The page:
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I was hungry : cultivating common ground to end an American crisis / Jeremy K. Everett ; foreword by David Beckmann.

By: Everett, Jeremy K, 1975- [author.].
Material type: TextTextPublisher: Grand Rapids, Michigan : Brazos Press, a division of Baker Publishing Group, [2019]Description: xv, 159 pages ; 22 cm.Content type: text Media type: unmediated Carrier type: volumeISBN: 9781587434242; 1587434245; 9781587434433; 1587434431.Subject(s): Hunger -- Religious aspects -- Christianity | Church and social problems -- United States | Church work with the poor -- United StatesDDC classification: 261.8/3260973
Contents:
Disaster: what I learned from a hurricane about tackling the hunger disaster in America -- Broken street lights: finding our commonality amidst crisis -- A priest and a prostitute: it really does take nearly losing your life to find it -- The people: finding citizenship in the right kingdom -- The desert: moving from mindsets of scarcity to abundance -- Organize: how a shared response can create scalable solutions to our communities' greatest social challenges -- The west side: once you engage a community, fear cannot hold out against love -- Politics: searching for consensus amidst a landscape of contention -- Together at the table: THI's story of organizing the system -- Justice: our cultural moment to find common ground for the common good.
Summary: Hunger is one of the most significant issues in America. One in eight Americans struggles with hunger, and more than thirteen million children live in food insecure homes. As Christians we are called to address the suffering of the hungry and poor: "For I was hungry, and you gave me food . . ." (Matthew 25:35). However, the problems of hunger and poverty are too large and too complex for any one of us to resolve individually. I Was Hungry offers not only an assessment of the current crisis but also a strategy for addressing it. Jeremy Everett, a noted advocate for the hungry and poor, calls Christians to work intentionally across ideological divides to build trust with one another and impoverished communities and effectively end America's hunger crisis. Everett, appointed by US Congress to the National Commission on Hunger, founded and directs the Texas Hunger Initiative, a successful ministry that is helping to eradicate hunger in Texas and around the globe. Everett details the organization's history and tells stories of its work with communities from West Texas to Washington, DC, helping Christians of all political persuasions understand how they can work together to truly make a difference.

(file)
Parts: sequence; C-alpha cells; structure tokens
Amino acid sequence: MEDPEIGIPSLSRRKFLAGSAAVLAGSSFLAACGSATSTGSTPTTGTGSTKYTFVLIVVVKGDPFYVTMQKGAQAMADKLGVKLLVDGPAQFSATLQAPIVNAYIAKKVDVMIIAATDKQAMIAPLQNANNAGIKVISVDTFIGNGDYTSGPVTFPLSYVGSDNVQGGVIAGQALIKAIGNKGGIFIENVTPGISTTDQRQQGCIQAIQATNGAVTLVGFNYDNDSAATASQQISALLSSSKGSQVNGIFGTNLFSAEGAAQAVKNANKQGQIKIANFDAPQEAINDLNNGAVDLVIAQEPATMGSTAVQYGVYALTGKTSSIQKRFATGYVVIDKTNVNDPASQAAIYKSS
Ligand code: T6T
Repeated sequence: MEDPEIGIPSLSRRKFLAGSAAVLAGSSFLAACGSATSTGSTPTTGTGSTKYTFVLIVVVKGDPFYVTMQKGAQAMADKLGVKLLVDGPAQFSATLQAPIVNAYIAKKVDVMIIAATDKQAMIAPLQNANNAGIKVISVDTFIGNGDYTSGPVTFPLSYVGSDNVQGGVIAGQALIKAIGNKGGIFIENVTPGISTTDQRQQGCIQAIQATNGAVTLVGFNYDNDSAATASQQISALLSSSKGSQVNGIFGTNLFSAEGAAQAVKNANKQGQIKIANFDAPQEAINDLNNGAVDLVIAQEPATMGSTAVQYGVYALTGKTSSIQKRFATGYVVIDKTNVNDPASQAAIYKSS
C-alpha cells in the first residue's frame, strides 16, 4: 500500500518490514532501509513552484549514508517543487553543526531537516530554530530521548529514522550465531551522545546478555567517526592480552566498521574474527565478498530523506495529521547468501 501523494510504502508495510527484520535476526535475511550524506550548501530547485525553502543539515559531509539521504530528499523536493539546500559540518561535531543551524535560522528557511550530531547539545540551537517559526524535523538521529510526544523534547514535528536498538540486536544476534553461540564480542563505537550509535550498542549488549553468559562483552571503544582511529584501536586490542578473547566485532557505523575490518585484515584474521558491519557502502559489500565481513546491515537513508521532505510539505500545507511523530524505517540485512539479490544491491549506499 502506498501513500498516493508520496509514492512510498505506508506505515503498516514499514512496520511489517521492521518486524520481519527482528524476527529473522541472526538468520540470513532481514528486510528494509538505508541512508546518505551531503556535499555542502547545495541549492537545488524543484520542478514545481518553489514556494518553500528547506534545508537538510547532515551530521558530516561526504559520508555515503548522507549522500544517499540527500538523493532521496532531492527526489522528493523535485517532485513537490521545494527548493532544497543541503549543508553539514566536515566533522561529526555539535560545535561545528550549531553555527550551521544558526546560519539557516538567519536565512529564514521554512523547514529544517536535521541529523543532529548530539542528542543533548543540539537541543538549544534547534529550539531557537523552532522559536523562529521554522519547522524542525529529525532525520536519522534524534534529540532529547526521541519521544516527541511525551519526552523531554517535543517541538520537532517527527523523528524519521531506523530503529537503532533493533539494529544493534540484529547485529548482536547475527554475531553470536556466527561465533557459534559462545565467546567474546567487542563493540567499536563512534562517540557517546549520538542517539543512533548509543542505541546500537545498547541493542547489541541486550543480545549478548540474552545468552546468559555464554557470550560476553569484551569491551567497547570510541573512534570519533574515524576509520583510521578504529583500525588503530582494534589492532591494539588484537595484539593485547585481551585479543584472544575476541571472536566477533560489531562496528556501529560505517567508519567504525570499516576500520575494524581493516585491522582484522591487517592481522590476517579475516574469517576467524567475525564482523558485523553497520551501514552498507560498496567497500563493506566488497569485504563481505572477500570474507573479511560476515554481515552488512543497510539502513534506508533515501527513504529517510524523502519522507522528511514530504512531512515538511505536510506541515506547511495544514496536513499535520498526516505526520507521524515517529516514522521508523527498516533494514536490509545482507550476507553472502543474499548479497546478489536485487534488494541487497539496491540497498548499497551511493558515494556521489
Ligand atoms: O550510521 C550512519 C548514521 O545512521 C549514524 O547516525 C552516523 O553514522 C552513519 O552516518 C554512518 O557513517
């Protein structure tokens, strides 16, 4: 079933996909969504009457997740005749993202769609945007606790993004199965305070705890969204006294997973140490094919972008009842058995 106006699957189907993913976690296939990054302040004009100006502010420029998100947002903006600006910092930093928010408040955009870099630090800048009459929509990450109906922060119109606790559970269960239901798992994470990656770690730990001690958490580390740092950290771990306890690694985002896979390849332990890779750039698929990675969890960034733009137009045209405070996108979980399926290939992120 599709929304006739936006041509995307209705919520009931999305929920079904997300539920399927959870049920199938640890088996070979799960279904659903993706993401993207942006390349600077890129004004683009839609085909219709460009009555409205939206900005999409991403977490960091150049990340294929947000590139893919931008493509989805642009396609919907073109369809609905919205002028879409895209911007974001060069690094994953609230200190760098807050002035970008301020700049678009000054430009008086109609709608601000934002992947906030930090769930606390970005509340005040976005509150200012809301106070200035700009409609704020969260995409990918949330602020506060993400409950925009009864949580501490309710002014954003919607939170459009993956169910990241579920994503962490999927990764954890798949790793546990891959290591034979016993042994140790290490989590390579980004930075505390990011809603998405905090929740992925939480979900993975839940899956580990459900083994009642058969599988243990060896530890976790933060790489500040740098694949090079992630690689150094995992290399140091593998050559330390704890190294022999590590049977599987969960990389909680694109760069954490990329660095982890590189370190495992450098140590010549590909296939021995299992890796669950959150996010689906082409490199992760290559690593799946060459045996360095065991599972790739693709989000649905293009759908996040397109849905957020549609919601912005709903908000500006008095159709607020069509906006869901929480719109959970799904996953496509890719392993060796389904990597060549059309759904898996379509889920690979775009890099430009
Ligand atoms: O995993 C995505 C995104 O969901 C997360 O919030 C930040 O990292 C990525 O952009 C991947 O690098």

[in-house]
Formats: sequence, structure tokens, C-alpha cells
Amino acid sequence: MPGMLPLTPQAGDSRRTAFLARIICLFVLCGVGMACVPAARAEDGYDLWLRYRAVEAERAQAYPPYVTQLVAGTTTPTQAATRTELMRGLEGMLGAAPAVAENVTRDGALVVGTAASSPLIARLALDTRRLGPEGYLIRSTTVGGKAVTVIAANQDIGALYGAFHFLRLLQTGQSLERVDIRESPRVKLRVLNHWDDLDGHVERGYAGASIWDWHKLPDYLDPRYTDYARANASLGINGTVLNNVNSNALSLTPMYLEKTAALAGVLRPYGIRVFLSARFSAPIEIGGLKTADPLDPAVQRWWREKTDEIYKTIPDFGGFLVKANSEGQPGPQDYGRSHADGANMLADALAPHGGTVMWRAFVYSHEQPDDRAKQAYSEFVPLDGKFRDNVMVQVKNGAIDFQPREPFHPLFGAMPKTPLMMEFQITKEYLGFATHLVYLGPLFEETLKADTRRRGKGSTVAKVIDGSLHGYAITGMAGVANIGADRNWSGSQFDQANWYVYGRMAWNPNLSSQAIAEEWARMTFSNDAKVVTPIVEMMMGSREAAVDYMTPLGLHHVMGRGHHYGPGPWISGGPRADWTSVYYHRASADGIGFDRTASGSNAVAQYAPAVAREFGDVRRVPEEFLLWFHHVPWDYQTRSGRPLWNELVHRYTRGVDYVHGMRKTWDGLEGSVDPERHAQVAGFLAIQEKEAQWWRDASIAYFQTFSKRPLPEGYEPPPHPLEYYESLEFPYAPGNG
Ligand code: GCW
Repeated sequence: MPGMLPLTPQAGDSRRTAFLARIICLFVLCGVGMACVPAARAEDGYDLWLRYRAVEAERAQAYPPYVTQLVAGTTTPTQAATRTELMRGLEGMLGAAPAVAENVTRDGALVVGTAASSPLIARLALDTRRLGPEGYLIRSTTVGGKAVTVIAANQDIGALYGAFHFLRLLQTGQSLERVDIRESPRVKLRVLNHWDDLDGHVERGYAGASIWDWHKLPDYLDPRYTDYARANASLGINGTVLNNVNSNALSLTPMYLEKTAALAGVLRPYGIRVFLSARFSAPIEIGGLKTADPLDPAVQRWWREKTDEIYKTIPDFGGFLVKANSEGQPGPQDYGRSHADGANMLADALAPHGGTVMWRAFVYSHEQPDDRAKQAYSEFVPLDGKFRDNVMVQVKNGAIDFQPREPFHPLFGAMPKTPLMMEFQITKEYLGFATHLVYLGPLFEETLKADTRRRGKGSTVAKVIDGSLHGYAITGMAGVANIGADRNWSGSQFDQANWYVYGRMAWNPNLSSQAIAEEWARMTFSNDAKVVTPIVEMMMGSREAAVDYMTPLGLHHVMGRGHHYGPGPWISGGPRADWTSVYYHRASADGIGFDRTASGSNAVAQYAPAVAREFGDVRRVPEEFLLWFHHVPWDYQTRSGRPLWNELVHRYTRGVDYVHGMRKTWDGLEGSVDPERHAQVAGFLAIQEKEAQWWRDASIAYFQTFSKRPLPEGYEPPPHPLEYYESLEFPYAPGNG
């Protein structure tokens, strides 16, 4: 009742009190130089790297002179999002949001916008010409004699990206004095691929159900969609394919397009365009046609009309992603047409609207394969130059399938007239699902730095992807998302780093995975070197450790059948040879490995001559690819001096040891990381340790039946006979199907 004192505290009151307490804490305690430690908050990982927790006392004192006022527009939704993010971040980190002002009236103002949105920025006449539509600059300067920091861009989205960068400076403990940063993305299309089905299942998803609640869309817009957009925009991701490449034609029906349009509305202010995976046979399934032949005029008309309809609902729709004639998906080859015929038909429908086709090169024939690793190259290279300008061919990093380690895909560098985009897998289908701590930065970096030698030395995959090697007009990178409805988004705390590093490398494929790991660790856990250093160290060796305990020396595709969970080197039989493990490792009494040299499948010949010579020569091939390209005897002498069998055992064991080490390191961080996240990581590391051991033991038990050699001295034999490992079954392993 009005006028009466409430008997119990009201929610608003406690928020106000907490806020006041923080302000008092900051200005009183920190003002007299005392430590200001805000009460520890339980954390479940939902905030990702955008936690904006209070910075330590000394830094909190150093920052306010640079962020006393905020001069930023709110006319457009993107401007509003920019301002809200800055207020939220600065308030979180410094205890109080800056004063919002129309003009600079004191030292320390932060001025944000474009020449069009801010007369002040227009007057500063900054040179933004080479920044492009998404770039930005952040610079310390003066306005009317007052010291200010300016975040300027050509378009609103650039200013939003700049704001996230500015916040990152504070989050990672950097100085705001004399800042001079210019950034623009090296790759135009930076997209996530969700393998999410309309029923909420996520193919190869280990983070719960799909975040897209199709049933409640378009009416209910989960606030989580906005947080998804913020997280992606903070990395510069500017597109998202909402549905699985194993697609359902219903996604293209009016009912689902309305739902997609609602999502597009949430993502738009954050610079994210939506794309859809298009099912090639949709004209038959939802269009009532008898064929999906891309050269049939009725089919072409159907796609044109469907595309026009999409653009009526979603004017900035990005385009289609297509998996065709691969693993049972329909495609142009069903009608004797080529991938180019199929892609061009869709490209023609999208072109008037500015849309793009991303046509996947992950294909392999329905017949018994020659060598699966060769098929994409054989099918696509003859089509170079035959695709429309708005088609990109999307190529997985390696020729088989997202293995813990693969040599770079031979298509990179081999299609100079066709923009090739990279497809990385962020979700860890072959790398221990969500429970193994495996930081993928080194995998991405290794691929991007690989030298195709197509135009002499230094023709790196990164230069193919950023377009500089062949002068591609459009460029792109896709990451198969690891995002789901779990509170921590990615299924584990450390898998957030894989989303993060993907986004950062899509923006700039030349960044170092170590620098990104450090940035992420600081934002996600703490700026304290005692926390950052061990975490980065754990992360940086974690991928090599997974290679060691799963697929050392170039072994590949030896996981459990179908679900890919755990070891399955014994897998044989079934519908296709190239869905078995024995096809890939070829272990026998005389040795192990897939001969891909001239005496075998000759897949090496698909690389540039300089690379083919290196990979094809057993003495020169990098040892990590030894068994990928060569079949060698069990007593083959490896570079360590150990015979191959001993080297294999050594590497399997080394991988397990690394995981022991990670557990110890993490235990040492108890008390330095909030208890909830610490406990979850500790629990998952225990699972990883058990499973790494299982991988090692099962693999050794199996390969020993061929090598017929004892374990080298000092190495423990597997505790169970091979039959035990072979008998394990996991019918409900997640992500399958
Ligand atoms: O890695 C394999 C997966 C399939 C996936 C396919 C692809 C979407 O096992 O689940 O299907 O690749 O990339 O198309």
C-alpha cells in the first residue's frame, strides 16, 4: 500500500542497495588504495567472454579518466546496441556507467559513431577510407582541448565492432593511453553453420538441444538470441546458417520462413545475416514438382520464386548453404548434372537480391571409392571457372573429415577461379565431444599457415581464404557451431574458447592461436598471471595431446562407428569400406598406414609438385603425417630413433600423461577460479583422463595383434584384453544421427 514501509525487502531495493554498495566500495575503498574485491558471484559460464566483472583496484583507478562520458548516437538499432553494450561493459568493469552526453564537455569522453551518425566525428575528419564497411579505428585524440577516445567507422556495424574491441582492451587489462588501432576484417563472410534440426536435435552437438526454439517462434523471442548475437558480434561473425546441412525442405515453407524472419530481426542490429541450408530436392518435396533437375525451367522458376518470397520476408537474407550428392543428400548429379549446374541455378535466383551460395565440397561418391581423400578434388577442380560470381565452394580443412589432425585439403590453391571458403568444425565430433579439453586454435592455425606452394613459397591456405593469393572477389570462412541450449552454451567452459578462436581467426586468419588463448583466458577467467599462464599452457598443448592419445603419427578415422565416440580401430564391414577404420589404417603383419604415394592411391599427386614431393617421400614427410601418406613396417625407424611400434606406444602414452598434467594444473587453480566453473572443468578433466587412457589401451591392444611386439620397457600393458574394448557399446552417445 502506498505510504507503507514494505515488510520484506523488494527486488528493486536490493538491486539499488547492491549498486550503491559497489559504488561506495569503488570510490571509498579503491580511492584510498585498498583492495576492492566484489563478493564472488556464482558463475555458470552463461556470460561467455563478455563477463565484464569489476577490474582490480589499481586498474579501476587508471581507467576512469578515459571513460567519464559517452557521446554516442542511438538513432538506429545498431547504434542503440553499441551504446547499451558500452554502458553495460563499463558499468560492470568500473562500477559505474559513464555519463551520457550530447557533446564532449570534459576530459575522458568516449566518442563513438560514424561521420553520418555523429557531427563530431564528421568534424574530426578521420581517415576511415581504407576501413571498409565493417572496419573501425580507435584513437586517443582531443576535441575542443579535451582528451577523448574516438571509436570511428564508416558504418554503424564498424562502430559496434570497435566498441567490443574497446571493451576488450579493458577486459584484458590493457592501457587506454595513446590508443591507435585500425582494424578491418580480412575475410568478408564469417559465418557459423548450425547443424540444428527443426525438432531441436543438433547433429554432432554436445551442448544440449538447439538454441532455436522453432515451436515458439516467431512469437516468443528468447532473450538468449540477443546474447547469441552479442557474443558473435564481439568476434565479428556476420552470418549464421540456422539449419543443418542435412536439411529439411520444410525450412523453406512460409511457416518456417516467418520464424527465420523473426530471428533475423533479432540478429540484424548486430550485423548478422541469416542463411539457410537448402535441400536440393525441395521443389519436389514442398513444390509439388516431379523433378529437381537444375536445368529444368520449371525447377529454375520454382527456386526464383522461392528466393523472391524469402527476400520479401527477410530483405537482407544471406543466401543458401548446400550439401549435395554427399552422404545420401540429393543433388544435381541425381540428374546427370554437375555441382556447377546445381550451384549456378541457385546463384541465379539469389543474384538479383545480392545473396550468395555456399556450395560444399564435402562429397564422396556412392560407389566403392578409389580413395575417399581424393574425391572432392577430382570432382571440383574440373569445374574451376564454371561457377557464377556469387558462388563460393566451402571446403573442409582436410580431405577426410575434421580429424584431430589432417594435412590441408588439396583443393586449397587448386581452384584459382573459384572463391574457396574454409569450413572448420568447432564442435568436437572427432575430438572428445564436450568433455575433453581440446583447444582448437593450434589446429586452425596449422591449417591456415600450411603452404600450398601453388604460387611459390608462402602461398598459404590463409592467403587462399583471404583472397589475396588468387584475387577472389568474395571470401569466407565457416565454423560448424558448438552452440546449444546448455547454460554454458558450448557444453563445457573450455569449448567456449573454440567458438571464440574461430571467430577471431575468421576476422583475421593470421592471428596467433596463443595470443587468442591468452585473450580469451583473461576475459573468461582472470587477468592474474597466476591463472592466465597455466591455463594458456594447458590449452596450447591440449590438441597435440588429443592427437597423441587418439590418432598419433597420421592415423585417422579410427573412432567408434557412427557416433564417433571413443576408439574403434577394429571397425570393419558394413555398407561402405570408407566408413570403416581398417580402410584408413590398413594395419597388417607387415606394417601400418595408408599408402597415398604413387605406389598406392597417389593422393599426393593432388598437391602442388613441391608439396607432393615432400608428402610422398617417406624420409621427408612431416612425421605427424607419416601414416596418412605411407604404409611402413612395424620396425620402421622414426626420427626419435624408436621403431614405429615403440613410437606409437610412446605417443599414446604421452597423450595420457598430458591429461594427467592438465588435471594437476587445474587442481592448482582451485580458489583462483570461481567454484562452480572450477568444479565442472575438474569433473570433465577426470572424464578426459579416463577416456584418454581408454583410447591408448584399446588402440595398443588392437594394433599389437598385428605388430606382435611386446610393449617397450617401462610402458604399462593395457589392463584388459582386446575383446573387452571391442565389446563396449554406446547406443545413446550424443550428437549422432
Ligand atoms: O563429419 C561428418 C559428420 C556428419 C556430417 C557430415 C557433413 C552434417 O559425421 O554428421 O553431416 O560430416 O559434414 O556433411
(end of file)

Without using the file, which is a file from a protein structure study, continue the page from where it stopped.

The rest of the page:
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Item type Current location Call number Status Date due Barcode Item holds
Book Book *Schaff Library
New Books
BR 115 .H86 E94 2019 (Browse shelf) Available 30092101147933
Total holds: 0

Includes bibliographical references and index.

Disaster: what I learned from a hurricane about tackling the hunger disaster in America -- Broken street lights: finding our commonality amidst crisis -- A priest and a prostitute: it really does take nearly losing your life to find it -- The people: finding citizenship in the right kingdom -- The desert: moving from mindsets of scarcity to abundance -- Organize: how a shared response can create scalable solutions to our communities' greatest social challenges -- The west side: once you engage a community, fear cannot hold out against love -- Politics: searching for consensus amidst a landscape of contention -- Together at the table: THI's story of organizing the system -- Justice: our cultural moment to find common ground for the common good.

Hunger is one of the most significant issues in America. One in eight Americans struggles with hunger, and more than thirteen million children live in food insecure homes. As Christians we are called to address the suffering of the hungry and poor: "For I was hungry, and you gave me food . . ." (Matthew 25:35). However, the problems of hunger and poverty are too large and too complex for any one of us to resolve individually. I Was Hungry offers not only an assessment of the current crisis but also a strategy for addressing it. Jeremy Everett, a noted advocate for the hungry and poor, calls Christians to work intentionally across ideological divides to build trust with one another and impoverished communities and effectively end America's hunger crisis. Everett, appointed by US Congress to the National Commission on Hunger, founded and directs the Texas Hunger Initiative, a successful ministry that is helping to eradicate hunger in Texas and around the globe. Everett details the organization's history and tells stories of its work with communities from West Texas to Washington, DC, helping Christians of all political persuasions understand how they can work together to truly make a difference.

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